# Stars and bars (combinatorics)

In the context of combinatorial mathematics, stars and bars (also called "sticks and stones",[1] "balls and bars",[2] and "dots and dividers"[3]) is a graphical aid for deriving certain combinatorial theorems. It can be used to solve many simple counting problems, such as how many ways there are to put n indistinguishable balls into k distinguishable bins.[4]

## Statements of theorems

The stars and bars method is often introduced specifically to prove the following two theorems of elementary combinatorics concerning the number of solutions to an equation.

### Theorem one

For any pair of positive integers n and k, the number of k-tuples of positive integers whose sum is n is equal to the number of (k − 1)-element subsets of a set with n − 1 elements.

For example, if n = 10 and k = 4, the theorem gives the number of solutions to x1 + x2 + x3 + x4 = 10 (with x1, x2, x3, x4 > 0) as the binomial coefficient

${\displaystyle {\binom {n-1}{k-1}}={\binom {10-1}{4-1}}={\binom {9}{3}}=84.}$

This corresponds to compositions of an integer.

### Theorem two

For any pair of positive integers n and k, the number of k-tuples of non-negative integers whose sum is n is equal to the number of multisets of cardinality n taken from a set of size k, or equivalently, the number of multisets of cardinality k − 1 taken from a set of size n + 1.

For example, if n = 10 and k = 4, the theorem gives the number of solutions to x1 + x2 + x3 + x4 = 10 (with x1, x2, x3, x4 ${\displaystyle \geq 0}$ ) as:

${\displaystyle \left(\!\!{k \choose n}\!\!\right)={k+n-1 \choose n}={\binom {13}{10}}=286}$
${\displaystyle \left(\!\!{n+1 \choose k-1}\!\!\right)={n+1+k-1-1 \choose k-1}={\binom {13}{3}}=286}$
${\displaystyle {\binom {n+k-1}{k-1}}={\binom {10+4-1}{4-1}}={\binom {13}{3}}=286}$

This corresponds to weak compositions of an integer.

## Proofs via the method of stars and bars

### Theorem one proof

Suppose there are n objects (represented here by stars) to be placed into k bins, such that all bins contain at least one object. The bins are distinguishable (say they are numbered 1 to k) but the n stars are not (so configurations are only distinguished by the number of stars present in each bin). A configuration is thus represented by a k-tuple of positive integers, as in the statement of the theorem.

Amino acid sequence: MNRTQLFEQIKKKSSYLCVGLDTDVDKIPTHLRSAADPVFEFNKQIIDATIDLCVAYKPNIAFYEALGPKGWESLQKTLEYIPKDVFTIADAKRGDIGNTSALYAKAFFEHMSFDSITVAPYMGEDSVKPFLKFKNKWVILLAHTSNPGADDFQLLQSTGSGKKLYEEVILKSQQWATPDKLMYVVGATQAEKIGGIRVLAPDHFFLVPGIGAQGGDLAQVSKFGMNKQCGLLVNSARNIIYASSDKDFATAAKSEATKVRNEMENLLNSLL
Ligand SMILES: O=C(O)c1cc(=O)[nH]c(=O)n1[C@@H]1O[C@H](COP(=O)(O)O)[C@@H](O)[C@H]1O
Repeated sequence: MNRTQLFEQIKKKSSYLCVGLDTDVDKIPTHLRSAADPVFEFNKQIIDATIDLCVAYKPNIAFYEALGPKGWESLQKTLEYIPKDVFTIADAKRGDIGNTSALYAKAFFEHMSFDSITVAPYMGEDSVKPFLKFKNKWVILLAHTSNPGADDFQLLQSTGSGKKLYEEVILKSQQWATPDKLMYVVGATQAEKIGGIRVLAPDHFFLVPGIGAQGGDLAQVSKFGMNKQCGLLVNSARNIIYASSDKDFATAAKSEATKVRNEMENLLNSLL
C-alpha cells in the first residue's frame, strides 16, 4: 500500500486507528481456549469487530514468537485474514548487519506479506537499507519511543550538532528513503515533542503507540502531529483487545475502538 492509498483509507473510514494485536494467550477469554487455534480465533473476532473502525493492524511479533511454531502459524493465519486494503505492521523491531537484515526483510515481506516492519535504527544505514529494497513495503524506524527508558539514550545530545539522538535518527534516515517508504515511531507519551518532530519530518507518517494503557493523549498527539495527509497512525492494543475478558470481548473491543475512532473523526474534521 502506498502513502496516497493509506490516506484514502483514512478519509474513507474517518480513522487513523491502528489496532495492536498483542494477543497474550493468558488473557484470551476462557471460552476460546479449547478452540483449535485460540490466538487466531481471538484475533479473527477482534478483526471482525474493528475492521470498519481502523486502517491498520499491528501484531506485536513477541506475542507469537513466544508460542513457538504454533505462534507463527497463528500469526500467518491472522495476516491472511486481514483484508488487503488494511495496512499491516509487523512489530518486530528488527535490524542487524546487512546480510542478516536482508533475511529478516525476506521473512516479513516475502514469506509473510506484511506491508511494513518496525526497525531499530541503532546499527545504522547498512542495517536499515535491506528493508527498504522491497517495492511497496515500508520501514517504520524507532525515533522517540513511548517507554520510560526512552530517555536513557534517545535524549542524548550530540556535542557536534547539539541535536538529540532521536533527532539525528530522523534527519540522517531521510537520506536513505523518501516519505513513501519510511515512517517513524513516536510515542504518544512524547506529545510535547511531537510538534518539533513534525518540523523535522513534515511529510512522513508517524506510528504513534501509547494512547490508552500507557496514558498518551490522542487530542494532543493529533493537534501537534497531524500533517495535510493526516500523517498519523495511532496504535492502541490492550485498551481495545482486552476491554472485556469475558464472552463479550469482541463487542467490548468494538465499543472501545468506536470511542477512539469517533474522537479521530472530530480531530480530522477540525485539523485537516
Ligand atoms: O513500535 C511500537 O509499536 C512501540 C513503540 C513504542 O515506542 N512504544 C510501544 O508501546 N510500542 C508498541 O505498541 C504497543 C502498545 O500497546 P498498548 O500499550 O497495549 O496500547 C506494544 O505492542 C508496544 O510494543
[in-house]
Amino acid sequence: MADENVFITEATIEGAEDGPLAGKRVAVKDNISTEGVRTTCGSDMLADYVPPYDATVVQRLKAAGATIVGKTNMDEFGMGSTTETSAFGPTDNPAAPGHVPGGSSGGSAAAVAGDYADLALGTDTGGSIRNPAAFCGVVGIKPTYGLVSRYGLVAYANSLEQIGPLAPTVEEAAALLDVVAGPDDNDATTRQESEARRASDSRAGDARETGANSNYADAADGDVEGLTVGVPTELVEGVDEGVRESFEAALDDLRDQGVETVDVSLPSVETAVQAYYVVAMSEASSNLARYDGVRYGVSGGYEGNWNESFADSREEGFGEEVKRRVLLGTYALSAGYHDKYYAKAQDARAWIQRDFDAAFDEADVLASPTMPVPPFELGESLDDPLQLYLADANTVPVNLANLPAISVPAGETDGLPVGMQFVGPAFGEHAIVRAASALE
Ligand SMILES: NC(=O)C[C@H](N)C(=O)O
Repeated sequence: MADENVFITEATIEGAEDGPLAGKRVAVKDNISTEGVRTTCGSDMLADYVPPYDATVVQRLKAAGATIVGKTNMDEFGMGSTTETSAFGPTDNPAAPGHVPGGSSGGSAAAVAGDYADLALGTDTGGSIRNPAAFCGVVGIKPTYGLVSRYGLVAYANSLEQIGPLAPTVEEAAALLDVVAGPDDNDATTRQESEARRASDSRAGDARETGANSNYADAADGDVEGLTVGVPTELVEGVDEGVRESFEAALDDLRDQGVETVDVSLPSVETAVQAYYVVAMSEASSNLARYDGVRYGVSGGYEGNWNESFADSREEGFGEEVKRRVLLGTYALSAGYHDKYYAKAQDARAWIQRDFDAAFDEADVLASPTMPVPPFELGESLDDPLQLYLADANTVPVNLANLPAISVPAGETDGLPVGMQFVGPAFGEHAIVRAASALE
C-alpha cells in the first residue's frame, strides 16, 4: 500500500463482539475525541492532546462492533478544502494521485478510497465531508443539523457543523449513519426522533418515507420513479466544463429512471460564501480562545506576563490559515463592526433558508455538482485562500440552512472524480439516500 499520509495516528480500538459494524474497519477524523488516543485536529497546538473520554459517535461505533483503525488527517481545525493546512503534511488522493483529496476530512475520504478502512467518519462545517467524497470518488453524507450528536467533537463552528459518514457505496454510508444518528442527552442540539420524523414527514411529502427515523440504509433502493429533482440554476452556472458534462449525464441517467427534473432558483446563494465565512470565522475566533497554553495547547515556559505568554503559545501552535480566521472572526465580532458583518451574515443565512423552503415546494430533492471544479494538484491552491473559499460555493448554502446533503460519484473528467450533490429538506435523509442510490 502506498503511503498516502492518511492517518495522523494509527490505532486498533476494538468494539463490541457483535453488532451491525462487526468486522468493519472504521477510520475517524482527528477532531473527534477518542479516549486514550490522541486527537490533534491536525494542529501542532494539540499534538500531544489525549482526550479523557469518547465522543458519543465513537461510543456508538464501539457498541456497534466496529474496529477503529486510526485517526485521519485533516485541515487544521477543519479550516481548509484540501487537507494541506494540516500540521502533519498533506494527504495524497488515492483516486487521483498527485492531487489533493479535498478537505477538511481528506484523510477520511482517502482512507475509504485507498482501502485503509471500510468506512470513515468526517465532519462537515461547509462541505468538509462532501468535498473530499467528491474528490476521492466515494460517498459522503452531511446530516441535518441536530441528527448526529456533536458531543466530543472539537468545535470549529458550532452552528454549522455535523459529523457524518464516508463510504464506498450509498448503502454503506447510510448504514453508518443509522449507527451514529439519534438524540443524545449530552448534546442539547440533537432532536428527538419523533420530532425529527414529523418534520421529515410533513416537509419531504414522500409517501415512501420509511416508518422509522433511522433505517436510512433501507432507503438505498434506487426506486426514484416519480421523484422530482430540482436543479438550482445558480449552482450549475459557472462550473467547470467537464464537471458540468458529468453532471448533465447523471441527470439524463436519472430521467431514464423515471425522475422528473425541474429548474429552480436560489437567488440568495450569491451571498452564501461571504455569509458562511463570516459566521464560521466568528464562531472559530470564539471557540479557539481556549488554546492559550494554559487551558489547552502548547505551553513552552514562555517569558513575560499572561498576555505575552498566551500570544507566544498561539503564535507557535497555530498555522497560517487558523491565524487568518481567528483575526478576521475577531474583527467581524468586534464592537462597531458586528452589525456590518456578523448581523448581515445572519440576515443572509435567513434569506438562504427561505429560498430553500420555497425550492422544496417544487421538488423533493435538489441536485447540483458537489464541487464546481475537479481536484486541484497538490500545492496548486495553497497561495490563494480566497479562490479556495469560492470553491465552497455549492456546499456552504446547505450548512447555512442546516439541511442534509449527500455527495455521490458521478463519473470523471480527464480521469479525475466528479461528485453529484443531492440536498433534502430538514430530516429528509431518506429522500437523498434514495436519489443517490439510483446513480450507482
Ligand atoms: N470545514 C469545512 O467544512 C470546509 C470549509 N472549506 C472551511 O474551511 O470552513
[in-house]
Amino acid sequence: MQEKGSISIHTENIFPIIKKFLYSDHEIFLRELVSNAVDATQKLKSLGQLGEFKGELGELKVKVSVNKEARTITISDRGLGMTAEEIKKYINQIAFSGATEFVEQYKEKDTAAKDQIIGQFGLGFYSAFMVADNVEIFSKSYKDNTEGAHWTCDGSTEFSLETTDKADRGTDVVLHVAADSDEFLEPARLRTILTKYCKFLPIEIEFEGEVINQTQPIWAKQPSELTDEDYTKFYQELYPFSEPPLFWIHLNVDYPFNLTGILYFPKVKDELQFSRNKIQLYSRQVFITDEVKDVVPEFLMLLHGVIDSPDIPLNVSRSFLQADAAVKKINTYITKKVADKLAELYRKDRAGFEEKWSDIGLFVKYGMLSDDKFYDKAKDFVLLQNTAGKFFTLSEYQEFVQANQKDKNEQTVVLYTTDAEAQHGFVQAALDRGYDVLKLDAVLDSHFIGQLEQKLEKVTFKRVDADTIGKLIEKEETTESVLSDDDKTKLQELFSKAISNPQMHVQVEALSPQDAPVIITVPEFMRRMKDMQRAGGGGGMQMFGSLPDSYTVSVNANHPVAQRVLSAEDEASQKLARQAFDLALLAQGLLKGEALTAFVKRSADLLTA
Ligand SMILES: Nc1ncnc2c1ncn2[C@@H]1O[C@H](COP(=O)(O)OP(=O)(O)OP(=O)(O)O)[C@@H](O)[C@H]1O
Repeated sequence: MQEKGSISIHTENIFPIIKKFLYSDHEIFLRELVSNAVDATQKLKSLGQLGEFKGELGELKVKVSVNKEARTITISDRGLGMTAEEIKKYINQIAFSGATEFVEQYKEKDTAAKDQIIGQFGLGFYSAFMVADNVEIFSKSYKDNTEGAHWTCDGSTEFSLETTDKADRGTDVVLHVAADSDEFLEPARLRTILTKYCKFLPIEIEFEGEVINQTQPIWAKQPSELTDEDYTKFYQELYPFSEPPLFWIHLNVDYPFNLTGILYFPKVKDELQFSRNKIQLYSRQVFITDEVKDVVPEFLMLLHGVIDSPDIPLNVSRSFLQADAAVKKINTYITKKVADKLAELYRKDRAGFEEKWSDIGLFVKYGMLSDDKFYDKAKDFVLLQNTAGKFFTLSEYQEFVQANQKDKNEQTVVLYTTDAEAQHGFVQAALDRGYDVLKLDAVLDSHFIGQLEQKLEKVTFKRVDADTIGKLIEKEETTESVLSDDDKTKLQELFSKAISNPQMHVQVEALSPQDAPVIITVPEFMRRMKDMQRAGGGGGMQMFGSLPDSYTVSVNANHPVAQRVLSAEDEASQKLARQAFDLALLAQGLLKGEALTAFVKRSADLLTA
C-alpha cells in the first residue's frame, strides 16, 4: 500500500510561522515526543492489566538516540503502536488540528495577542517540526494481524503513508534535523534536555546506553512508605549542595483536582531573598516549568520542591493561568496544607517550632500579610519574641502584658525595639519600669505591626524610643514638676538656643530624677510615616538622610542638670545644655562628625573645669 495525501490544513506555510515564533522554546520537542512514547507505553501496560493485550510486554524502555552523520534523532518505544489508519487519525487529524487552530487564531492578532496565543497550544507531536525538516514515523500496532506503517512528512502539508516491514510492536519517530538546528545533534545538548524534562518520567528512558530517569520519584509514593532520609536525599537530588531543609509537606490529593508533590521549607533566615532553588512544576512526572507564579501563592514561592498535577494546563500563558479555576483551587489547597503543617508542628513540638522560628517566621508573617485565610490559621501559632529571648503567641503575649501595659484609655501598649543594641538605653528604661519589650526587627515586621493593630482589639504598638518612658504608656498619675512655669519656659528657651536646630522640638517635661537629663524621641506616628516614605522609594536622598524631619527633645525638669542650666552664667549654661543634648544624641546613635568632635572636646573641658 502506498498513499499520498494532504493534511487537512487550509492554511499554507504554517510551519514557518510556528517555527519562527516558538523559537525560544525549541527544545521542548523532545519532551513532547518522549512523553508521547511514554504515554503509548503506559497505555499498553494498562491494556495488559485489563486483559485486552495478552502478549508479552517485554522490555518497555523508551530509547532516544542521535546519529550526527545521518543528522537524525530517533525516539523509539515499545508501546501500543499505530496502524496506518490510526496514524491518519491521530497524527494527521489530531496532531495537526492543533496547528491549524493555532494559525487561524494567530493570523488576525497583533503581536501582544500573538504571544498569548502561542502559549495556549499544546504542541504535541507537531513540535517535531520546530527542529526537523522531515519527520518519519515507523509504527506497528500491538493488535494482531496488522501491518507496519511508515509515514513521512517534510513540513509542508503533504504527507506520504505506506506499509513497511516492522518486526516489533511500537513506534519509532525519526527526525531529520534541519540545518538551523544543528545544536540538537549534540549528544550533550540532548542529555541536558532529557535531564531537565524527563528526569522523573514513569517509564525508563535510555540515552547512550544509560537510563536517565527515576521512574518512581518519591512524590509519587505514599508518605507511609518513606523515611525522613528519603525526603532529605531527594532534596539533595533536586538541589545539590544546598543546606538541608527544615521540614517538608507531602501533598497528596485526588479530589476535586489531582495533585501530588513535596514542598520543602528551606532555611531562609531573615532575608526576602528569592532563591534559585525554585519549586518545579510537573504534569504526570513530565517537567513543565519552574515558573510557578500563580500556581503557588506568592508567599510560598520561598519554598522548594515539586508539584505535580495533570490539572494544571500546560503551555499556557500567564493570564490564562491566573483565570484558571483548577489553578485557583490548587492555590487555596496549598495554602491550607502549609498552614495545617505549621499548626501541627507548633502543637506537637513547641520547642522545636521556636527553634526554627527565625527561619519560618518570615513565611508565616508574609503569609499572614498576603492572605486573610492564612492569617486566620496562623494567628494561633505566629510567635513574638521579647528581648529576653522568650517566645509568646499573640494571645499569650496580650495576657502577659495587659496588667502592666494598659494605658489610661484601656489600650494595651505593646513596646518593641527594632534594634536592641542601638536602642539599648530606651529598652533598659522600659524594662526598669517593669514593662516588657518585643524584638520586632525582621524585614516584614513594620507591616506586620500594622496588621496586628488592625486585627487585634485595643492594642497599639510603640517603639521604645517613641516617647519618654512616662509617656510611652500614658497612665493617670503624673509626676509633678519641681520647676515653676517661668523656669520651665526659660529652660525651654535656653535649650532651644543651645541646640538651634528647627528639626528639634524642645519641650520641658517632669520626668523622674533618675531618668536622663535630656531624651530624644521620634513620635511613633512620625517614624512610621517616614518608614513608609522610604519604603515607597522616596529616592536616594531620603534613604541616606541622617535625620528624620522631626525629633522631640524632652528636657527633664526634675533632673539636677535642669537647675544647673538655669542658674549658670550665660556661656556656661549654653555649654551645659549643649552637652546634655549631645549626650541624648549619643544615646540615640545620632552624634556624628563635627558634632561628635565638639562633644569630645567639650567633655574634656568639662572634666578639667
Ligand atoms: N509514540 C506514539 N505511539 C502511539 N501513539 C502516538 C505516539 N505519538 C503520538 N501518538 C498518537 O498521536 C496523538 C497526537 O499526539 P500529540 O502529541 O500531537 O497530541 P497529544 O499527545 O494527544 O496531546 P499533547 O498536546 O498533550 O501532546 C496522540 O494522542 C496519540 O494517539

For example, with n = 7 and k = 3, start by placing the stars in a line:

★ ★ ★ ★ ★ ★ ★
Fig. 1: Seven objects, represented by stars

The configuration will be determined once it is known which is the first star going to the second bin, and the first star going to the third bin, etc.. This is indicated by placing k − 1 bars between the stars. Because no bin is allowed to be empty (all the variables are positive), there is at most one bar between any pair of stars.

For example:

★ ★ ★ ★ | ★ | ★ ★
Fig. 2: These two bars give rise to three bins containing 4, 1, and 2 objects

There are n − 1 gaps between stars. A configuration is obtained by choosing k − 1 of these gaps to contain a bar; therefore there are ${\displaystyle {\tbinom {n-1}{k-1}}}$ possible combinations.

### Theorem two proof

In this case, the weakened restriction of non-negativity instead of positivity means that we can place multiple bars between stars, before the first star and after the last star.

For example, when n = 7 and k = 5, the tuple (4, 0, 1, 2, 0) may be represented by the following diagram:

★ ★ ★ ★ | | ★ | ★ ★ |
Fig. 3: These four bars give rise to five bins containing 4, 0, 1, 2, and 0 objects

To see that there are ${\displaystyle {\tbinom {n+k-1}{k-1}}}$ possible arrangements, observe that any arrangement of stars and bars consists of a total of n + k − 1 objects, n of which are stars and k − 1 of which are bars. Thus, we only need to choose k − 1 of the n + k − 1 positions to be bars (or, equivalently, choose n of the positions to be stars).

Theorem 1 can now be restated in terms of Theorem 2, because the requirement that all the variables are positive is equivalent to pre-assigning each variable a 1, and asking for the number of solutions when each variable is non-negative.

For example:

${\displaystyle x_{1}+x_{2}+x_{3}+x_{4}=10}$

with ${\displaystyle x_{1},x_{2},x_{3},x_{4}>0}$

is equivalent to:

${\displaystyle x_{1}+x_{2}+x_{3}+x_{4}=6}$

with ${\displaystyle x_{1},x_{2},x_{3},x_{4}\geq 0}$

## Proofs by generating functions

Both cases are very similar, we will look at the case when ${\displaystyle x_{i}\geq 0}$ first. The 'bucket' becomes

${\displaystyle {\frac {1}{1-x}}}$

This can also be written as

${\displaystyle 1+x+x^{2}+\dots }$

and the exponent of x tells us how many balls are placed in the bucket.

Each additional bucket is represented by another ${\displaystyle {\frac {1}{1-x}}}$, and so the final generating function is